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Transferred Value: A Concept in Explaining Project Feasibility

February 1, 2021

Project feasibility is the concept that if costs exceed the increase in value to whatever asset is being developed, then the project should not be undertaken. This concept applies to many different aspects of business, however, this blog focuses on project feasibility in the context of land development.

In land development, it is sometimes difficult to understand how real estate value is not always directly correlated with cost. With this situation in mind, it is important to define what price, value, and cost actually represent.

Price is what any individual is willing to pay.


This is based on their own personal criteria and is not necessarily influenced by external factors.

In real estate terminology, price is synonymous with investment value.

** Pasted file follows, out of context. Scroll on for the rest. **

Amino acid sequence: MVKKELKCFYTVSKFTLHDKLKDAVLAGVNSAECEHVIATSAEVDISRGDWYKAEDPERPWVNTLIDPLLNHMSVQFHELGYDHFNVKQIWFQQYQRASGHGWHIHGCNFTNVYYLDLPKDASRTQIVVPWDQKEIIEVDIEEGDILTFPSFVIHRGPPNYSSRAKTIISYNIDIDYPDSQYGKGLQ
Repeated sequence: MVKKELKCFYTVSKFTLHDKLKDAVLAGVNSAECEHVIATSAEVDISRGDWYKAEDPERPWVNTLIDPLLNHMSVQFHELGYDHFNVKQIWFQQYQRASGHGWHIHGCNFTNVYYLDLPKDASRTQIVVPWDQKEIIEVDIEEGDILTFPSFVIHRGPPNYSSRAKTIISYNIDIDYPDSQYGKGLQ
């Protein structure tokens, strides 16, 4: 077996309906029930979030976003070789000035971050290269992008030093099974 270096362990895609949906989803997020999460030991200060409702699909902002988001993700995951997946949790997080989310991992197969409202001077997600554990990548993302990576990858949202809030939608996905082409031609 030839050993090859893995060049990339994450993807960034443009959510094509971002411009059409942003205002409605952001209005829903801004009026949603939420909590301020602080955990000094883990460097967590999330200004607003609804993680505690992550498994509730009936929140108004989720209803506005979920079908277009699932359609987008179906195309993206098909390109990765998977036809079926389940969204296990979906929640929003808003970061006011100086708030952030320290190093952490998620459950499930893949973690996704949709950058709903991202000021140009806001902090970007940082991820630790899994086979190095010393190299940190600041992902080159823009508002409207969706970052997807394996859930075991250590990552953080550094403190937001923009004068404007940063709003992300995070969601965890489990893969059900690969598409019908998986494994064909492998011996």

It essentially states that there are personal factors which lead to an investment making sense for an individual person.


Price is rarely 100% consistent with value.

Value is essentially an average of prices.

Therefore, value is highly theoretical and is more appropriately expressed as a range of

potential prices.


My job as an appraiser is to determine the most probable price of a property – essentially a weighted average of similar sales or metrics and their relevancy as it pertains to any property I’m appraising. The sign of a good appraiser is the act of identifying which property metrics are the most relevant drivers of value and giving those metrics more weight in a process known as reconciliation.


Simply put, the value of a thing is the most probable price it will bring.

Unlike value, cost is a fact. Costs change based on contractor workload, availability of raw materials, or inflation; however, it is tangible and measurable, unlike value[1]

The difference between cost and price is the value created by the project to an individual, not the overall market. The market value created by a project does not always equal or exceed cost for a number of reasons. So, if project costs exceed the incremental real estate market value increase, it wouldn’t be prudent to start the project, right?

Wrong (sometimes).


It’s wrong because of a concept known as transferred value – a term coined by a colleague,